First of all, thank you for your compliment, it means much to me :blush::pray:t3:

About the names, we thought that it’d sound contemporary and chicly :crazy_face:
Like yeah, reverse word order (not Siberian barn wood, but something more interesting)), but if you think that I doesn’t sound at all and, moreover, looks like we don’t know basic English rules, it does change the point :crazy_face::ok_hand:t3:

Soviet or Russian names?
We think that there are so mane stereotypes and negative association with the Russians and, generally, our country and its policy, so we are not considering to call our international brand something in Russian. We are sad about that fact, but it’s the way the things are in attitude to us, so :pensive:.

However, if you have some variants, let me know, its anyway interesting to hear them :ok_hand:t3:

Yeah, exactly like what you were thinking, but the use of our production is a little wider :ok_hand:t3:

So we have production in many forms and for many reasons, but what we want to sell worldwide is planks for indoor cladding.
We know that in the U.S. wood wallpaper is a very popular product because 1) it looks like wood, 2) it’s cheap.
And we want to offer an alternative.
Yes, it’s more expensive, but not so much and its the REAL wood, not fake one :))

Thank you for your comment.

Yes, now the areas to where we sell a lot are like the Alps or somewhere where this interior and exterior style is understandable and valuable, where people like to surround themselves with a real touch of nature.
But we believe that our product could and should be used not only in the mountains, but, literally, in homes, just homes of many ordinary people who would love to feel original and authentic beauty of our wood :heart:

Yet you want to use the word Siberia, which in the West brings to mind the Soviet Gulag. It’s unfair for people to make such broad stereotypical associations about things that happened long ago, but if you’re concerned about mentioning Russia, I’m not too sure mentioning Siberia avoids the problem.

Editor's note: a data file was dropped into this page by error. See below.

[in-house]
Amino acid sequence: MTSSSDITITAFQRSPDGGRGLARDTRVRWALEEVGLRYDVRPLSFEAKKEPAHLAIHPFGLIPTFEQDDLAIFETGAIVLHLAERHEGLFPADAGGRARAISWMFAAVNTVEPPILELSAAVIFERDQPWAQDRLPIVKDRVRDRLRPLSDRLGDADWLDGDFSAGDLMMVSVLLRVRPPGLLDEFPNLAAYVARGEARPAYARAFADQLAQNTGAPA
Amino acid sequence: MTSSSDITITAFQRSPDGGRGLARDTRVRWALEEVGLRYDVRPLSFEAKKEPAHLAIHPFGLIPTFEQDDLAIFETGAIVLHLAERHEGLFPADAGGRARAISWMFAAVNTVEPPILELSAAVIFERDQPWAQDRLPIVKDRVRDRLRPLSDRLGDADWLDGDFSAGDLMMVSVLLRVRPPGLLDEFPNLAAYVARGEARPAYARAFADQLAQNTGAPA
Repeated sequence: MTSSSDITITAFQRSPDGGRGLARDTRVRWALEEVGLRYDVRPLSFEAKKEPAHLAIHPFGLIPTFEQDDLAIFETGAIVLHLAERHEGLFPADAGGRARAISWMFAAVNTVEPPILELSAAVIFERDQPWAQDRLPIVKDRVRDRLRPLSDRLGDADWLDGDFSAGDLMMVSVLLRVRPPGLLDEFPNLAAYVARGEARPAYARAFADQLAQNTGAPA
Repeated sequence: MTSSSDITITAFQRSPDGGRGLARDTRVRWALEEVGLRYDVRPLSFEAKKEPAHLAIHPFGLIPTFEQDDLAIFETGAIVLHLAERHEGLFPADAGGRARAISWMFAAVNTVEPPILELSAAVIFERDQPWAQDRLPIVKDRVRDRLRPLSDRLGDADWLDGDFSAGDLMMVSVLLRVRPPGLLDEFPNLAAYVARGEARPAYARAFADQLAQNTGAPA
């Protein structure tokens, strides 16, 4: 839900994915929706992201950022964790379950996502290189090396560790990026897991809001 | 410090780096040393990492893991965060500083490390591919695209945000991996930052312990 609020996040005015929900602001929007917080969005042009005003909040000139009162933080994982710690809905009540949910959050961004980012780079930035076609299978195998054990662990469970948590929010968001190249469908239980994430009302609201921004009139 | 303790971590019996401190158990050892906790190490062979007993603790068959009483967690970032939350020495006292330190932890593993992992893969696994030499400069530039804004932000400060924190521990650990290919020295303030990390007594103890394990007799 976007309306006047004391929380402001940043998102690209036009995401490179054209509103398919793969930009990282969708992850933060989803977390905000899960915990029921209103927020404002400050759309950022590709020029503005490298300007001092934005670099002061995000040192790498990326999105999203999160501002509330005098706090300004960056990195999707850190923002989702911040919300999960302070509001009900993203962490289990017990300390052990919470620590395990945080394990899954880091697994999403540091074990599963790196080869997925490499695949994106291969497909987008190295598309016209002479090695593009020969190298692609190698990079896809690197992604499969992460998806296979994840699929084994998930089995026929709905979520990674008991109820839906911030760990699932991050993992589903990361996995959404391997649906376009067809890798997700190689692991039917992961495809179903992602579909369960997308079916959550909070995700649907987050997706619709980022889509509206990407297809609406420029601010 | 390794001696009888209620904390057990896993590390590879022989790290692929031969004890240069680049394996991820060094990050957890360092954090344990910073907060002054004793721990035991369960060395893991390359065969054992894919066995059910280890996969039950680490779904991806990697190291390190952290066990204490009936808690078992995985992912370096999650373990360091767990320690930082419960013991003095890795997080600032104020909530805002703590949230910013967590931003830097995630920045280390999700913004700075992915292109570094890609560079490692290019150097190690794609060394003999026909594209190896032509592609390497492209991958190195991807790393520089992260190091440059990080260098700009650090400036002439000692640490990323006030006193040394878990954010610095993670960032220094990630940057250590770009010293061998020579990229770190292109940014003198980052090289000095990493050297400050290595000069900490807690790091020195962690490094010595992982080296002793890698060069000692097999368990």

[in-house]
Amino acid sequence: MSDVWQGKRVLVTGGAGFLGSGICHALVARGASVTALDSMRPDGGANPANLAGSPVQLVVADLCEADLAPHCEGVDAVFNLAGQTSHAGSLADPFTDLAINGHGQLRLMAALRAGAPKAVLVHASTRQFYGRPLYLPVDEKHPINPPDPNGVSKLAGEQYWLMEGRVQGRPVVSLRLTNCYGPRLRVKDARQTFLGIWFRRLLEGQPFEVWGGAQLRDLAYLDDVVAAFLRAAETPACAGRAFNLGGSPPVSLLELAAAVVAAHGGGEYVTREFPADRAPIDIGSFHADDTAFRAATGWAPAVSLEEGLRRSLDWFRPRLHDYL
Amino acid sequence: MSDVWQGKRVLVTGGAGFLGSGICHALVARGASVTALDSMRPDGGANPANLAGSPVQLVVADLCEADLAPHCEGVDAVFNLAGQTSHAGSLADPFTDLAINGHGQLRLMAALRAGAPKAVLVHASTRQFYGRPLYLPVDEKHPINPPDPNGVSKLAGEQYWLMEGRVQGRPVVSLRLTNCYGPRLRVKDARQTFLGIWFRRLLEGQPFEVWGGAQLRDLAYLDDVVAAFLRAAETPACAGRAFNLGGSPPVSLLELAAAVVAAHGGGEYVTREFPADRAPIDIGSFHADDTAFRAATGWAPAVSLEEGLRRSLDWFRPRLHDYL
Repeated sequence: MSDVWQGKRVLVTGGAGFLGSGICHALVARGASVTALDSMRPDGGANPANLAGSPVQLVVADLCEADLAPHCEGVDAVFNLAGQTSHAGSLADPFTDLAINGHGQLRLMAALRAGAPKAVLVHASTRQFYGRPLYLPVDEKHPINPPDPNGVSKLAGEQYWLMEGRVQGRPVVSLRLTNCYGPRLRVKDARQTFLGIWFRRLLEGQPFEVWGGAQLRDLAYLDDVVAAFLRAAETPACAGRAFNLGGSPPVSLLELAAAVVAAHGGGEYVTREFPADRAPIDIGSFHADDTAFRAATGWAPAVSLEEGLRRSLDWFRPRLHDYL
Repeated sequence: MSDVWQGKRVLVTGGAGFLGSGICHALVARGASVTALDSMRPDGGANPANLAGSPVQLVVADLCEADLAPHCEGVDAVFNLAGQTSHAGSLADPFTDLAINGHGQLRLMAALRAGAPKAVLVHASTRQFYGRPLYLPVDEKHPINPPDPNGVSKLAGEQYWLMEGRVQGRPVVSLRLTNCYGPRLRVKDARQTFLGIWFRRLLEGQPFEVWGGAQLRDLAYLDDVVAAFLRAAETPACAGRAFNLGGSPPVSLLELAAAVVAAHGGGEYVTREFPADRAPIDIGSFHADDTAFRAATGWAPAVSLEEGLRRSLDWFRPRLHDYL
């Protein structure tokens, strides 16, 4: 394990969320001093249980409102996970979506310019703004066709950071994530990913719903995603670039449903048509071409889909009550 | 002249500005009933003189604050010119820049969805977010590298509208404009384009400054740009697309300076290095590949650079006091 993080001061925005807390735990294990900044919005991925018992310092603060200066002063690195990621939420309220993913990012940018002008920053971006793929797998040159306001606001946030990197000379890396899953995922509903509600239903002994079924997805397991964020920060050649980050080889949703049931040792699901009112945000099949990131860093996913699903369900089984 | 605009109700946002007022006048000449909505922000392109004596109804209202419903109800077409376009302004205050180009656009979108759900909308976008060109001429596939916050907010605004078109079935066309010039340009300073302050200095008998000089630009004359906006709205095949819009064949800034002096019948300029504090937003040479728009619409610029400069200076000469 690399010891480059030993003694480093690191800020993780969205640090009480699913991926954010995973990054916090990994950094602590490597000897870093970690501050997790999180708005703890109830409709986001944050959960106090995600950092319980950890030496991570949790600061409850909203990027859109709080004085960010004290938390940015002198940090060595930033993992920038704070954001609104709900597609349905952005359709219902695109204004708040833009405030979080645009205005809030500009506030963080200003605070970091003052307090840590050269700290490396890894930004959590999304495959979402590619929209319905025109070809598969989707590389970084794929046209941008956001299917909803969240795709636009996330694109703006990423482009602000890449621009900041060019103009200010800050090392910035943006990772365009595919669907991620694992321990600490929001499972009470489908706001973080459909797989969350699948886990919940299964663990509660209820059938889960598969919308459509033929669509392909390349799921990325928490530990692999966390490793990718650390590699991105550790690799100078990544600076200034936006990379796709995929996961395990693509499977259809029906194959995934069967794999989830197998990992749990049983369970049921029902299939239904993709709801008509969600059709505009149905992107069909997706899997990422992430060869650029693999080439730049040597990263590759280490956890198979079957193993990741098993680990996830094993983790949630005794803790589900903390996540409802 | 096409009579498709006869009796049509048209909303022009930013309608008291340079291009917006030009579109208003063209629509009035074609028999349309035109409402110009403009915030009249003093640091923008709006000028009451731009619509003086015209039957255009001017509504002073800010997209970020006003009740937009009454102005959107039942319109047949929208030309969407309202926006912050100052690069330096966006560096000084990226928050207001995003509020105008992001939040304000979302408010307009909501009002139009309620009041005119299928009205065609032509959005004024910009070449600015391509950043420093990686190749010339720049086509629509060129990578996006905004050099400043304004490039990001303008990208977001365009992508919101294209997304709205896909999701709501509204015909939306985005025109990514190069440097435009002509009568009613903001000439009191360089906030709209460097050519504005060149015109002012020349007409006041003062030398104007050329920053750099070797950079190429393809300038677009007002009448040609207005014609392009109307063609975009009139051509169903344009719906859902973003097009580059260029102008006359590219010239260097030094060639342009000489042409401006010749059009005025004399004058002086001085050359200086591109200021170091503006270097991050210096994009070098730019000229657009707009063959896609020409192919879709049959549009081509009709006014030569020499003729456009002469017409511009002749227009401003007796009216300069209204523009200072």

I don’t see how you can avoid the Russian angle, so you might as well play it up as a selling point. Russian imports aren’t all that common and there might be a certain mystique to it. Personally, I think Russian/Siberian barn would be sort of cool. People draw a distinction between government policies and the country of Russia and its people,

China has similar image problem in the West, but that doesn’t stop very many people from buying things made in China.

Yes, you are absolutely right about Siberia, because many people understand where Siberia is)).

My teacher (he is British, from London) offered to use a word “patina”, and he said that “that would work for them and is a big buzz word now”.
He suggested a couple of variants, and one of them is “Authentic Siberian Patina”.

What do you think about this word?
I don’t know much about it. I thought patina is a film or something like a thin material or even paint, and didn’t know that patina means also wood, or authentic, or something else I don’t get for now :crazy_face:.

I think it is not helpful (speaking as a Brit). Patina just means the ageing that happens to an object. It means nothing other than ‘aged’, without any specific cultural associations. It all comes across as a bit flaccid and meaningless really.

It is true that many stereotypes regarding Siberia are negative. Change it. Play into the positive associations that people outside of Russia have about Serbia. As B says, the days of the Gulag Internments of Solzhenitsyn are long passed (I hope). When I think of Serbia, aside from the obvious negative stereotypes, I think of Icy Taundra; miles and miles of conifers; hardy outdoor life; an elemental, almost brutal life-style. This is a perception that is absolutely perfect for your product. Play on this. Use design to sell that feel. I can see a trendy bar in London, Boston, New York that has that hard, rustic feel, clad in reclaimed wood that actually came from Siberia.

I would use the word Siberia in the name. Give the product a sense of place. Siberan Barn Wood is exactly what it is. I think you need to go for a hard, pragmatic, elemental brand that emphasises nature and the environment. The name is important, but the brand identity and how you place it in the market is far more important. Build real, positive stereotypes about Siberia. I can see a campaign that tells real stories of real Siberian people. Build this image around it. That said, a brand has to be true. If you start telling lies or elaborating unreasonably about a product, it will trip you up. It needs to tell the story of what is unique about your product.